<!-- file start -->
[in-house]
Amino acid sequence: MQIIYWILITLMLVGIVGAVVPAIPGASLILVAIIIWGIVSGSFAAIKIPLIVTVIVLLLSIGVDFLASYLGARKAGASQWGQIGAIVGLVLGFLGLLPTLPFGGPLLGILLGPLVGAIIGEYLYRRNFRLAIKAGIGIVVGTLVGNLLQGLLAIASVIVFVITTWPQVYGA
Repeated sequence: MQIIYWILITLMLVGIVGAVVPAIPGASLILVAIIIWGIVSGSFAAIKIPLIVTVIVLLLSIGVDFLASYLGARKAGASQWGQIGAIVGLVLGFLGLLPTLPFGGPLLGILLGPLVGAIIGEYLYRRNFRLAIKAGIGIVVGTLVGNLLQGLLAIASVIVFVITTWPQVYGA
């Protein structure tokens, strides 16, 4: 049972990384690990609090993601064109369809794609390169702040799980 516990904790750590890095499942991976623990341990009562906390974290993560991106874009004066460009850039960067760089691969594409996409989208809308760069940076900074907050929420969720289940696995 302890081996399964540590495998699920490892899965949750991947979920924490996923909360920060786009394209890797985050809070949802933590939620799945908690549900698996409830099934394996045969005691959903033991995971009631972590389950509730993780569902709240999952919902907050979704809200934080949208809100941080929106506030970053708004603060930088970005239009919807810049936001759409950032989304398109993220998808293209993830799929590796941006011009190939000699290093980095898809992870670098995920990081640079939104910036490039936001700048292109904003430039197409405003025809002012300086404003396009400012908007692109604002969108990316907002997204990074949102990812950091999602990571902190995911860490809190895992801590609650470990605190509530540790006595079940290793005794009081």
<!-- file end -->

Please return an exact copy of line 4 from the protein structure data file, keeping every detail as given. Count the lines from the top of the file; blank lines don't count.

């Protein structure tokens, strides 16, 4: 049972990384690990609090993601064109369809794609390169702040799980 516990904790750590890095499942991976623990341990009562906390974290993560991106874009004066460009850039960067760089691969594409996409989208809308760069940076900074907050929420969720289940696995 302890081996399964540590495998699920490892899965949750991947979920924490996923909360920060786009394209890797985050809070949802933590939620799945908690549900698996409830099934394996045969005691959903033991995971009631972590389950509730993780569902709240999952919902907050979704809200934080949208809100941080929106506030970053708004603060930088970005239009919807810049936001759409950032989304398109993220998808293209993830799929590796941006011009190939000699290093980095898809992870670098995920990081640079939104910036490039936001700048292109904003430039197409405003025809002012300086404003396009400012908007692109604002969108990316907002997204990074949102990812950091999602990571902190995911860490809190895992801590609650470990605190509530540790006595079940290793005794009081």